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Class A underlayment assembly order for a ZIP deck & metal roof

complication_jones | Posted in General Questions on


Looking for a straightforward way to do a ZIP roof deck and metal roof to meet Class A in wildfire country, when I’m guessing I’m going to want underlayment better than the bare minimum between the two.
1. Does putting gypsum on *top* of a 5/8″ ZIP roof deck make sense for this case (or any case)?
2. Since it’s pulling teeth to get 5/8″ ZIP where I am, can gypsum instead directly below a 7/16″ ZIP deck both meet minimum deck thickness, and, work equally well as underlayment in that order, leaving the top of the ZIP unmolested to be air and bulk water barrier?
3. What’s a better way? Cost, efficacy, buildability.

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  1. canada_deck | | #1

    I don't know a lot about this subject but the proposal doesn't sound great to me. If you want to get a non-combustible layer, I would think that there are other types of cement-board products that are non-combustible but much more appropriate for that application. Drywall is very fragile and susceptible to mold.

    What about just going with 5/8" plywood, a Class A underlayment (e.g. Owens Corning Pro Armor), and then your metal roof?

    What type of internal ceiling/attic do you have? Is this a vaulted or non-ventilated ceiling or just a normal ventilated attic?

  2. complication_jones | | #2

    Hi, thanks. It'll be non-vented (don't want embers) in a hot desert climate with very little rainfall over the course of the year, so I'm not worried about a lack of drying potential.

    Anyway, OK. If I need to run zip to the interior of the entire roof assembly instead, by running it over the top wall plates and below the bottom chord or bottom of the rafters, and then basically exsulating that interior sheathing layer from that point, (really sandwiched beneath uncoated plywood roof sheathing and underlayment) that can make sense to me, too.

    1. canada_deck | | #3

      I have very little knowledge of that type of assembly or climate so don't take too much from my comments.

  3. Expert Member
    Akos | | #4

    Unvented with just a deck under the roof deck means spray foam on the underside. Even if you are in desert country, an unvented roof with fluffy insulation can fail from moisture that escapes from the inside in the winter.

    If you want to avoid SPF, you need rigid insulation above the roof deck. This is not a problem for most standing seam roofs but does mean either another roof deck above the rigid or strapping it out with horizontal 1x4s. Some snap lock roof panels that come with clips can also be mounted onto metal bearing plates which avoids the extra roof deck or 1x4s.

    For any metal roof you'll need an underlayment to deal with night time condensation. The simplest is for this to be your class A layer. Under that it can be any type of solid roof deck, ZIP or not it doesn't matter.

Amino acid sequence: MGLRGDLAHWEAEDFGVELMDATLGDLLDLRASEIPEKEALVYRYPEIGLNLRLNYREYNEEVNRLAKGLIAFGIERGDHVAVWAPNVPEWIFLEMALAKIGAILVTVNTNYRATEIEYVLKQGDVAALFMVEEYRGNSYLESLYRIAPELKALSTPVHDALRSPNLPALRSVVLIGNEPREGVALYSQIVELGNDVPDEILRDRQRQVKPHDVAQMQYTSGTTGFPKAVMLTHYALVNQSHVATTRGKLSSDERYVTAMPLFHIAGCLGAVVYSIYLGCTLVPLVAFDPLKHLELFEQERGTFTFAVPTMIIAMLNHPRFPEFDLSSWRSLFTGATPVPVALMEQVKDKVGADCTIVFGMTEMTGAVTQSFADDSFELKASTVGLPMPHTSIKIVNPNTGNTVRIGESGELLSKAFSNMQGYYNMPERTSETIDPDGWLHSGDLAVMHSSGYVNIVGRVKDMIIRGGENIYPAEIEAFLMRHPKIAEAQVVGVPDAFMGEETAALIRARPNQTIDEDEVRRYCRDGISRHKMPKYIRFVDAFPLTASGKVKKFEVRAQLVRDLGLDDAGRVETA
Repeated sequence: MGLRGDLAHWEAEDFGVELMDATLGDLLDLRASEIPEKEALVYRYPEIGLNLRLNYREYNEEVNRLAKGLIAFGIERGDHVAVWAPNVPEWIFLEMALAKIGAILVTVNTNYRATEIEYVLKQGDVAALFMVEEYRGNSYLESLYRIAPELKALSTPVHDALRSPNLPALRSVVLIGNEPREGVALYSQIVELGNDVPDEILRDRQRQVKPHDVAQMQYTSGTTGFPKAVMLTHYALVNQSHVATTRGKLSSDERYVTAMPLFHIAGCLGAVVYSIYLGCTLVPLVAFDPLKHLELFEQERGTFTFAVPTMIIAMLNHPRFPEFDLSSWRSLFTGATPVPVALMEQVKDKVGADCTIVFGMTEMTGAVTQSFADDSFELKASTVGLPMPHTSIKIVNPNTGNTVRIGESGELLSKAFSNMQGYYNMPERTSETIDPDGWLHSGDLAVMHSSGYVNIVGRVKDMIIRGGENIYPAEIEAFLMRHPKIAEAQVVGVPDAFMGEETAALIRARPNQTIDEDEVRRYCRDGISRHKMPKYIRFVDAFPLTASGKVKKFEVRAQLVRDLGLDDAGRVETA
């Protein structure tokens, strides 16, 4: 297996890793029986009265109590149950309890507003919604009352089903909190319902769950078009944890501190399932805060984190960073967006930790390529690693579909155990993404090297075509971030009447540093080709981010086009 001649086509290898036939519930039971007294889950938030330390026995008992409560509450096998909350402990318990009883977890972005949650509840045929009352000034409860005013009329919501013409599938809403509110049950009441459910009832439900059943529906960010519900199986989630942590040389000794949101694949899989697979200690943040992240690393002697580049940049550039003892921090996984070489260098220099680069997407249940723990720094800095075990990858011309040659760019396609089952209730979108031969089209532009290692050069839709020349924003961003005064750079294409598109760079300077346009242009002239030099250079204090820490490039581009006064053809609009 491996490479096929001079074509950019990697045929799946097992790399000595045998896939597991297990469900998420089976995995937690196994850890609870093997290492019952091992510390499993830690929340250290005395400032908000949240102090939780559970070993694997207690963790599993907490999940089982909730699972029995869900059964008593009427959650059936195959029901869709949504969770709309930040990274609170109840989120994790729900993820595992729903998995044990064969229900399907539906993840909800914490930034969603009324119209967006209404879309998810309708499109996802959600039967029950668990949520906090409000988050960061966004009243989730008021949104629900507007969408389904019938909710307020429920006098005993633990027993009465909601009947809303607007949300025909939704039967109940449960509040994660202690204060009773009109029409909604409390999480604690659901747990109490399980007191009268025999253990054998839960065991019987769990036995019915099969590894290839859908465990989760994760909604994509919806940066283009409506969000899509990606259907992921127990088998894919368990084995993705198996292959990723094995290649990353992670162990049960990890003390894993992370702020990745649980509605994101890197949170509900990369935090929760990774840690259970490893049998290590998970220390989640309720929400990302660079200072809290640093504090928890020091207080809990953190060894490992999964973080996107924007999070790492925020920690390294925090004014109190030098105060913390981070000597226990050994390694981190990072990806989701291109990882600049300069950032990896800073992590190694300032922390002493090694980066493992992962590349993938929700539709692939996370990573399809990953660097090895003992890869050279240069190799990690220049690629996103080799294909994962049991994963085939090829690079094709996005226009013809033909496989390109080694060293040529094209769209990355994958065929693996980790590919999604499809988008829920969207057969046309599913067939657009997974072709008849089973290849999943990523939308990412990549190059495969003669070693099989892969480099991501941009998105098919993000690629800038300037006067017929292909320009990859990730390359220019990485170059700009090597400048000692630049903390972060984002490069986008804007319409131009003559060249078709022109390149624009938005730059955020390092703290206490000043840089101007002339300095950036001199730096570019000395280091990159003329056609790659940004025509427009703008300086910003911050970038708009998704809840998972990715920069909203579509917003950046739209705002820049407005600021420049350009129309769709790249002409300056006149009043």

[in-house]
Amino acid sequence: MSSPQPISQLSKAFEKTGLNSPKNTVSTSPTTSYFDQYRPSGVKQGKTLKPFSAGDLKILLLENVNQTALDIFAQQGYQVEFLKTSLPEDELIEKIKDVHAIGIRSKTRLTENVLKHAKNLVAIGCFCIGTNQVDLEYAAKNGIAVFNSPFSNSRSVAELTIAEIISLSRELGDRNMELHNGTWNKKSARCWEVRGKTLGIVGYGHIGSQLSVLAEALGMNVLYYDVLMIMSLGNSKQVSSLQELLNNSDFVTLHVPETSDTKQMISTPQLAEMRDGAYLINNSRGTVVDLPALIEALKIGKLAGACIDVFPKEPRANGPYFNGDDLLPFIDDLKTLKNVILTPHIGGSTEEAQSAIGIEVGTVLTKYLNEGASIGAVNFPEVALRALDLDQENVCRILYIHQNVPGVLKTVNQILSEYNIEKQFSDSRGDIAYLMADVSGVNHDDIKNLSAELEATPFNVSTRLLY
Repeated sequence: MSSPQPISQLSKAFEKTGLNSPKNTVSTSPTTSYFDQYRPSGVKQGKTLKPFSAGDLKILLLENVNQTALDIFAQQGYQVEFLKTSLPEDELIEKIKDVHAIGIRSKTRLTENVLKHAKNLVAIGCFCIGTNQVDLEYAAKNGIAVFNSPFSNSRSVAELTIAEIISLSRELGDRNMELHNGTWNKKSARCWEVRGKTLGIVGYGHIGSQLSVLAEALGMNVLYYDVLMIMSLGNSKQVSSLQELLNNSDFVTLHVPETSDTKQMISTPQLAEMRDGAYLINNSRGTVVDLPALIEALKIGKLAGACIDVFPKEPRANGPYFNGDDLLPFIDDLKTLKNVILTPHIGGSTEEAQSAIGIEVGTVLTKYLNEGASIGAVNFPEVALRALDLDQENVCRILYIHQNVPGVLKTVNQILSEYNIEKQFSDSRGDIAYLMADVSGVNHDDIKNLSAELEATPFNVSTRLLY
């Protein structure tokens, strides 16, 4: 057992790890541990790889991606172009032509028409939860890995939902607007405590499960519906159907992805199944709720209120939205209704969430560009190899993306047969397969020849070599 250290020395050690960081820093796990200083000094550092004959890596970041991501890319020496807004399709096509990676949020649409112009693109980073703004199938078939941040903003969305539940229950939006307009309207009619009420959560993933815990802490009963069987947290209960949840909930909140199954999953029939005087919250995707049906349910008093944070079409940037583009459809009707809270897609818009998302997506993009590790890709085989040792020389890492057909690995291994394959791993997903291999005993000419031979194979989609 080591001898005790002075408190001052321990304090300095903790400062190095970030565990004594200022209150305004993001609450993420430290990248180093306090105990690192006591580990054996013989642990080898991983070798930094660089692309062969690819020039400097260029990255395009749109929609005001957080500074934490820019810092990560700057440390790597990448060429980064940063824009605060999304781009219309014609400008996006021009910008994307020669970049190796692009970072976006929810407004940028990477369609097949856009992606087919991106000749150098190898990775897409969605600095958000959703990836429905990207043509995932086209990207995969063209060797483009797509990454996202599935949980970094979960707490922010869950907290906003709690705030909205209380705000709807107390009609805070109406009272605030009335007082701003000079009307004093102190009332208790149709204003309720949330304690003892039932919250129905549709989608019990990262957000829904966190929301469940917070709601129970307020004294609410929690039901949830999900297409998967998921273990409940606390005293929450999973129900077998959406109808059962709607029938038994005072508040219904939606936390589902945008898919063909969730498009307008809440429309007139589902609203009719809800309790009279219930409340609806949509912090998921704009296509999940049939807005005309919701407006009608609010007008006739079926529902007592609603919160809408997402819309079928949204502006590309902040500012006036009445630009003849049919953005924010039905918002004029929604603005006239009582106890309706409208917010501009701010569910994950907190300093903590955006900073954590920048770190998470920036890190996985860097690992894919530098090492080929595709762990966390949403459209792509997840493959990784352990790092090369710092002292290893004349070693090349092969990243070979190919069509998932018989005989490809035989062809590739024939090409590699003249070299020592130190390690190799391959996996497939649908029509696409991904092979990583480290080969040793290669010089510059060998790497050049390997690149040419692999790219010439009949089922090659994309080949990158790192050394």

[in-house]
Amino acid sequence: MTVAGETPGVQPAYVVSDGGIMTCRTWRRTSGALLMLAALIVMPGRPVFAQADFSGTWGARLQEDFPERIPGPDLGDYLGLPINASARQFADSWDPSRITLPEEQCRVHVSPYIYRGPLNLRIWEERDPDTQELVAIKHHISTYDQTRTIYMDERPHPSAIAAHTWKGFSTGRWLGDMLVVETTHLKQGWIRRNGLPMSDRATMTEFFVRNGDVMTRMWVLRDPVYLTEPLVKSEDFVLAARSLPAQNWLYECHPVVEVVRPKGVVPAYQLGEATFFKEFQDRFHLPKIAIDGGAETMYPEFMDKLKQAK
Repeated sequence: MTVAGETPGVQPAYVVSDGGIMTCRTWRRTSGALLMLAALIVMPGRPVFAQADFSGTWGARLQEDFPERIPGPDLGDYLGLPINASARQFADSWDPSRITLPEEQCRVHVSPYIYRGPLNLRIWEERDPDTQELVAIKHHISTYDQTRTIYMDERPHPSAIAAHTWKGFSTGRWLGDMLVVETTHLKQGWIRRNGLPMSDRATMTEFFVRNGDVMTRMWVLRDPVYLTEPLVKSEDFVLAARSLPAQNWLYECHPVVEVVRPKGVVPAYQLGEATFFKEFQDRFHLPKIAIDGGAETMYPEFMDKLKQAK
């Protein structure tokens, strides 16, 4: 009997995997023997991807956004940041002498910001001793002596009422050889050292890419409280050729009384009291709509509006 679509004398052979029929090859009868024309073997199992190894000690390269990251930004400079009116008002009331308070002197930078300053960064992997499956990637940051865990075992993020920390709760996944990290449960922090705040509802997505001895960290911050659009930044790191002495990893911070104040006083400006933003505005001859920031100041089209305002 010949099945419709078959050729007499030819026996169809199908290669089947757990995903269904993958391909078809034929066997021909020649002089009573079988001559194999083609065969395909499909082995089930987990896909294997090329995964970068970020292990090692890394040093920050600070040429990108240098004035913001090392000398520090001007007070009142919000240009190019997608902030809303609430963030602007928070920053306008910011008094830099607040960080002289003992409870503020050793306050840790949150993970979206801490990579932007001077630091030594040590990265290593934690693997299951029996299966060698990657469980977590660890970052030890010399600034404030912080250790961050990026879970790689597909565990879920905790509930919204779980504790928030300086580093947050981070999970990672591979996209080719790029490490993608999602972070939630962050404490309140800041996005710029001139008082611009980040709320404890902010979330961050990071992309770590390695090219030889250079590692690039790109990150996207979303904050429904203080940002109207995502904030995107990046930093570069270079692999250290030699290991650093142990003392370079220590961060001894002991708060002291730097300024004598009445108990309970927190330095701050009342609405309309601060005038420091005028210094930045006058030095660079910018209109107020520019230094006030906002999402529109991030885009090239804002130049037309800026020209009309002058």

4. complication_jones | | #5

    Thanks, Akos. As above, in terms of moisture escaping through the ceiling-to-roof-deck assembly, one notion is that I can run ZIP continuously under the bottom truss chords or underside of the rafters, and can strap another layer to the underside of that, to not disturb it. I see a few of the big kids doing that detail with the ZIP coming up and over the wall across the top plate. In that situation, seems I can avoid spray foam, and run rockwool above that control layer, instead.

    In terms of condensation or bulk water under the metal roofing, whether it's ZIP, Pro Armor, Grace Vycor, roofing felt, or whatever: I still am concerned about picking a layer to sandwich below the metal roofing that won't fall prey to a slow-burning ember that finds its way in, nor to a fast-blowing front of superheated air coming ahead of a wildfire.
    So, what is that durable layer?

    1. Expert Member
      Akos | | #6

      Having a solid warm side air barrier tied to the walls is definitely a good thing. A taped sheet good under rafters does make for a decent air barrier.

      This will help with but won't stop moisture movement, there are always leaks plus some vapor diffusion. Once the warm moist air makes it under the sheathing it will condense. With no venting, there is nowhere for this moisture to go so during the heating season the MC of the sheathing will slowly increase. If you are lucky, it won't get to the point where you get mold and rot. Up to you if you want to take that chance.

      I would pick an assembly that is guaranteed to work, fixing damaged roofing is a very expensive proposition. When it comes to roofs, robust is the key word.

      As for ambers under the roof, I can't help you much. I'm not in a fire area so I'm not familiar enough to comment. Generally good metal roofs should be installed in a tight manner with edges either hemmed or capped with flashing so any gaps won't be all that large.

      You can also look at some of the gypsum based underlayments used for flat roofs such as densdeck. The 1/4" stuff is not too much extra weight, easy to lay but can be spendy.

  5. user-6184358 | | #7

    Look at the metal roof mfg website for an approved Class A assembly - They typically offer DensDeck boards or GAF Versashield fiberglass roll underlayment. Here is one companies literature in a link to a Class A assembly
    Also check screw embedment and spacing - screws hold much stronger in plywood vs OSB - so make sure they give you a screw pattern for OSB and for your thickness of OSB- the 7/16 might not work

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